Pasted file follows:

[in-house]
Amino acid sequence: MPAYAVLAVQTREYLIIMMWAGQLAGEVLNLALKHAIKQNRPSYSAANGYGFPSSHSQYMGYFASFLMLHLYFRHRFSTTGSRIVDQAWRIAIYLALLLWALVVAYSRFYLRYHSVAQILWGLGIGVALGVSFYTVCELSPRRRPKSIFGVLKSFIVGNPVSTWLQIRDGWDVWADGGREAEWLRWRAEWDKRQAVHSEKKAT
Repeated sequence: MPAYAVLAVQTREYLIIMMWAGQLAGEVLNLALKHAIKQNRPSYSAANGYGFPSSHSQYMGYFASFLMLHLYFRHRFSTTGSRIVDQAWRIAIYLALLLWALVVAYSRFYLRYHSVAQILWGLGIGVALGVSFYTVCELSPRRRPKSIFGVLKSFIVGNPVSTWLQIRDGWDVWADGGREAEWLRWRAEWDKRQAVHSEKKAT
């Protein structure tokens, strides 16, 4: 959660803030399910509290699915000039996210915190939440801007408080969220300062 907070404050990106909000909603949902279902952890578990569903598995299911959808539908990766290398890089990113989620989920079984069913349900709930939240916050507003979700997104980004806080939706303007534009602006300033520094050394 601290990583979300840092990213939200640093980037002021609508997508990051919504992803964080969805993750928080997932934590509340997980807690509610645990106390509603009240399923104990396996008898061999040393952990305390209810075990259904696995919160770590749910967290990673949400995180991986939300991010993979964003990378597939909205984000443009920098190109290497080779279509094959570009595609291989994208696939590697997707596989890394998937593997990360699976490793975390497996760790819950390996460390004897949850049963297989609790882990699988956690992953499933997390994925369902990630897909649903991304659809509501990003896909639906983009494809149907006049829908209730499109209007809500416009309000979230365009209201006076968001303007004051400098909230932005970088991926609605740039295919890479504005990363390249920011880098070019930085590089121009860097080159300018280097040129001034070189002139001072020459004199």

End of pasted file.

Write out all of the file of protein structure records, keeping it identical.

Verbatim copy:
[in-house]
Amino acid sequence: MPAYAVLAVQTREYLIIMMWAGQLAGEVLNLALKHAIKQNRPSYSAANGYGFPSSHSQYMGYFASFLMLHLYFRHRFSTTGSRIVDQAWRIAIYLALLLWALVVAYSRFYLRYHSVAQILWGLGIGVALGVSFYTVCELSPRRRPKSIFGVLKSFIVGNPVSTWLQIRDGWDVWADGGREAEWLRWRAEWDKRQAVHSEKKAT
Repeated sequence: MPAYAVLAVQTREYLIIMMWAGQLAGEVLNLALKHAIKQNRPSYSAANGYGFPSSHSQYMGYFASFLMLHLYFRHRFSTTGSRIVDQAWRIAIYLALLLWALVVAYSRFYLRYHSVAQILWGLGIGVALGVSFYTVCELSPRRRPKSIFGVLKSFIVGNPVSTWLQIRDGWDVWADGGREAEWLRWRAEWDKRQAVHSEKKAT
């Protein structure tokens, strides 16, 4: 959660803030399910509290699915000039996210915190939440801007408080969220300062 907070404050990106909000909603949902279902952890578990569903598995299911959808539908990766290398890089990113989620989920079984069913349900709930939240916050507003979700997104980004806080939706303007534009602006300033520094050394 601290990583979300840092990213939200640093980037002021609508997508990051919504992803964080969805993750928080997932934590509340997980807690509610645990106390509603009240399923104990396996008898061999040393952990305390209810075990259904696995919160770590749910967290990673949400995180991986939300991010993979964003990378597939909205984000443009920098190109290497080779279509094959570009595609291989994208696939590697997707596989890394998937593997990360699976490793975390497996760790819950390996460390004897949850049963297989609790882990699988956690992953499933997390994925369902990630897909649903991304659809509501990003896909639906983009494809149907006049829908209730499109209007809500416009309000979230365009209201006076968001303007004051400098909230932005970088991926609605740039295919890479504005990363390249920011880098070019930085590089121009860097080159300018280097040129001034070189002139001072020459004199």